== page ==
Modulation of bacterial outer membrane vesicle production by envelope structure and content.

Journal Article (Journal Article)

BACKGROUND: Vesiculation is a ubiquitous secretion process of Gram-negative bacteria, where outer membrane vesicles (OMVs) are small spherical particles on the order of 50 to 250 nm composed of outer membrane (OM) and lumenal periplasmic content. Vesicle functions have been elucidated in some detail, showing their importance in virulence factor secretion, bacterial survival, and biofilm formation in pathogenesis. Furthermore, OMVs serve as an envelope stress response, protecting the secreting bacteria from internal protein misfolding stress, as well as external envelope stressors. Despite their important functional roles very little is known about the regulation and mechanism of vesicle production. Based on the envelope architecture and prior characterization of the hypervesiculation phenotypes for mutants lacking the lipoprotein, Lpp, which is involved in the covalent OM-peptidoglycan (PG) crosslinks, it is expected that an inverse relationship exists between OMV production and PG-crosslinked Lpp. RESULTS: In this study, we found that subtle modifications of PG remodeling and crosslinking modulate OMV production, inversely correlating with bound Lpp levels. However, this inverse relationship was not found in strains in which OMV production is driven by an increase in "periplasmic pressure" resulting from the accumulation of protein, PG fragments, or lipopolysaccharide. In addition, the characterization of an nlpA deletion in backgrounds lacking either Lpp- or OmpA-mediated envelope crosslinks demonstrated a novel role for NlpA in envelope architecture. CONCLUSIONS: From this work, we conclude that OMV production can be driven by distinct Lpp concentration-dependent and Lpp concentration-independent pathways.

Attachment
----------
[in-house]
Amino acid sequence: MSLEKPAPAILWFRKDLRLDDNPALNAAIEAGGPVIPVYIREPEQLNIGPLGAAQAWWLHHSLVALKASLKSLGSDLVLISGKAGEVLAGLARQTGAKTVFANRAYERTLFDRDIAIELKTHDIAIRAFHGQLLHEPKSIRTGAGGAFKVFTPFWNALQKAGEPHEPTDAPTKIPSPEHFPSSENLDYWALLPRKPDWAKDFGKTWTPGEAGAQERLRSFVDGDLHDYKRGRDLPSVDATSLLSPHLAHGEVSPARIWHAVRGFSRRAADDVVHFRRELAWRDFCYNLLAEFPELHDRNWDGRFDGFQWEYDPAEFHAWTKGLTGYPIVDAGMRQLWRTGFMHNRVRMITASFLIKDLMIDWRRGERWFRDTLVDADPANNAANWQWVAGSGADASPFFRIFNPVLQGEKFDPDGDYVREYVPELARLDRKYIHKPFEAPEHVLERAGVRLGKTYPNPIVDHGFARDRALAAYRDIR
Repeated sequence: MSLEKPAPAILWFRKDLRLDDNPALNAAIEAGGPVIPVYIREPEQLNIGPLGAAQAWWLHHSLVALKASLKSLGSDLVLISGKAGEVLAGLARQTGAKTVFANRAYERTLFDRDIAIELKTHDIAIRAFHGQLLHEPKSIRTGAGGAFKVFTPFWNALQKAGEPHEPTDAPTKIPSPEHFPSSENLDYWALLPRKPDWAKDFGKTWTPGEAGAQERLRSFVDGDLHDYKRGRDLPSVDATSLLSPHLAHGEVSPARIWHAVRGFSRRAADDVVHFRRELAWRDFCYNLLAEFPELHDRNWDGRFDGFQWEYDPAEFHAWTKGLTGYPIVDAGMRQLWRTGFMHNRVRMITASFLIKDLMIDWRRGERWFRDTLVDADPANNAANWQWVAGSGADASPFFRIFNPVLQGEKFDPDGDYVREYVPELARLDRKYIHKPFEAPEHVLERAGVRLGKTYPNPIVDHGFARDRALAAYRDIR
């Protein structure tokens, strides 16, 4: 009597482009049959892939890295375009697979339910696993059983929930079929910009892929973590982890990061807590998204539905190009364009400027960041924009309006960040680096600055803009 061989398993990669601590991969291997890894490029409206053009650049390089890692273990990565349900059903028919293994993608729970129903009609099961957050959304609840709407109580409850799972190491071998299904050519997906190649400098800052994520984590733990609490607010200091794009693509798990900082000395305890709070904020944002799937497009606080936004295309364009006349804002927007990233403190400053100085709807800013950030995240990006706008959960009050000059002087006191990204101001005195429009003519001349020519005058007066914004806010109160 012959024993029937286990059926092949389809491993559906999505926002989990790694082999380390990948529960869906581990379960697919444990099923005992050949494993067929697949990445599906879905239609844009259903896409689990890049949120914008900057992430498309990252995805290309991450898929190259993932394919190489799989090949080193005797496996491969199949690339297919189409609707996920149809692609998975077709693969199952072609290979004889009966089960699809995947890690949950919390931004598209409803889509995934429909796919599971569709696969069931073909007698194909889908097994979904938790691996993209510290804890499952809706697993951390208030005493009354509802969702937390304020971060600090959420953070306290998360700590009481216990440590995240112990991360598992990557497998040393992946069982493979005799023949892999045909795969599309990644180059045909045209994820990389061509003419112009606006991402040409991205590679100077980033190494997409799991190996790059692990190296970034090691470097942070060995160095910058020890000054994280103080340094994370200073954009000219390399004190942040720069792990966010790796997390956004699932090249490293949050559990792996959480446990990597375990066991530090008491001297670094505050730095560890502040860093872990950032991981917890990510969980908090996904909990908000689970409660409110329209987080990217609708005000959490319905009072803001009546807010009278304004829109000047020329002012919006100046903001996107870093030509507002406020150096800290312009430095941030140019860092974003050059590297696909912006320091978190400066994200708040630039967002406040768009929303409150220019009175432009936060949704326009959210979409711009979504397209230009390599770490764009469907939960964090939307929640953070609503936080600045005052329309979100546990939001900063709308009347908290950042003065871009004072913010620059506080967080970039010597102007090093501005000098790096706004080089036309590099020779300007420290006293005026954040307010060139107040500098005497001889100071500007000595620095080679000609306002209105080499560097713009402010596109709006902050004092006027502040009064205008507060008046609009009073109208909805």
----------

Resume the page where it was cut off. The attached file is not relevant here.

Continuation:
Full Text

Duke Authors

Cited Authors

  • Schwechheimer, C; Kulp, A; Kuehn, MJ

Published Date

  • December 21, 2014

Published In

Volume / Issue

  • 14 /

Start / End Page

  • 324 -

PubMed ID

  • 25528573

Pubmed Central ID

  • PMC4302634

Electronic International Standard Serial Number (EISSN)

  • 1471-2180

Digital Object Identifier (DOI)

  • 10.1186/s12866-014-0324-1


  • eng

Conference Location

  • England